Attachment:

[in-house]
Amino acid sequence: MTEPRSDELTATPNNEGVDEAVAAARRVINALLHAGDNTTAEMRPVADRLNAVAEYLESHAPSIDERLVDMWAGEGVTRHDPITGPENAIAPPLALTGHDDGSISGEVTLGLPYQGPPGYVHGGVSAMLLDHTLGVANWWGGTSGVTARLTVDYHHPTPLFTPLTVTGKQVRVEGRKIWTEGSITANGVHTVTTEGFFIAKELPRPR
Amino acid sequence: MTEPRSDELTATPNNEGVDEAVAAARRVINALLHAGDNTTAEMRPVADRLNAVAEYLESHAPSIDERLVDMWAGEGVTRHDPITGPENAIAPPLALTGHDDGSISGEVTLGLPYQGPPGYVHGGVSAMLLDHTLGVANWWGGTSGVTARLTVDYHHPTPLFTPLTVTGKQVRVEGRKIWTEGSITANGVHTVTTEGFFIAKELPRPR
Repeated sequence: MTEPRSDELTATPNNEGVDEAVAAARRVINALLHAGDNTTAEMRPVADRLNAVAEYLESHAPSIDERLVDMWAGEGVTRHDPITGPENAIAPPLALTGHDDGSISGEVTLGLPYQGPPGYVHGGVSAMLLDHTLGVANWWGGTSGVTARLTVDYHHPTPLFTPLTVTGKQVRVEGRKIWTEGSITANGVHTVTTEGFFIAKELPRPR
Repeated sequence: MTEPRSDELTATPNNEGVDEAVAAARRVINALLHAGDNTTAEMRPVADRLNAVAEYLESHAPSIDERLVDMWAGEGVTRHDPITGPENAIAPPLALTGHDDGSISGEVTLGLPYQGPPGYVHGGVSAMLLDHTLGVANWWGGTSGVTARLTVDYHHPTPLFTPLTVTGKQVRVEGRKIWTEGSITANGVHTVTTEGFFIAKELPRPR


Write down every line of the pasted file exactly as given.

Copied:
[in-house]
Amino acid sequence: MTEPRSDELTATPNNEGVDEAVAAARRVINALLHAGDNTTAEMRPVADRLNAVAEYLESHAPSIDERLVDMWAGEGVTRHDPITGPENAIAPPLALTGHDDGSISGEVTLGLPYQGPPGYVHGGVSAMLLDHTLGVANWWGGTSGVTARLTVDYHHPTPLFTPLTVTGKQVRVEGRKIWTEGSITANGVHTVTTEGFFIAKELPRPR
Amino acid sequence: MTEPRSDELTATPNNEGVDEAVAAARRVINALLHAGDNTTAEMRPVADRLNAVAEYLESHAPSIDERLVDMWAGEGVTRHDPITGPENAIAPPLALTGHDDGSISGEVTLGLPYQGPPGYVHGGVSAMLLDHTLGVANWWGGTSGVTARLTVDYHHPTPLFTPLTVTGKQVRVEGRKIWTEGSITANGVHTVTTEGFFIAKELPRPR
Repeated sequence: MTEPRSDELTATPNNEGVDEAVAAARRVINALLHAGDNTTAEMRPVADRLNAVAEYLESHAPSIDERLVDMWAGEGVTRHDPITGPENAIAPPLALTGHDDGSISGEVTLGLPYQGPPGYVHGGVSAMLLDHTLGVANWWGGTSGVTARLTVDYHHPTPLFTPLTVTGKQVRVEGRKIWTEGSITANGVHTVTTEGFFIAKELPRPR
Repeated sequence: MTEPRSDELTATPNNEGVDEAVAAARRVINALLHAGDNTTAEMRPVADRLNAVAEYLESHAPSIDERLVDMWAGEGVTRHDPITGPENAIAPPLALTGHDDGSISGEVTLGLPYQGPPGYVHGGVSAMLLDHTLGVANWWGGTSGVTARLTVDYHHPTPLFTPLTVTGKQVRVEGRKIWTEGSITANGVHTVTTEGFFIAKELPRPR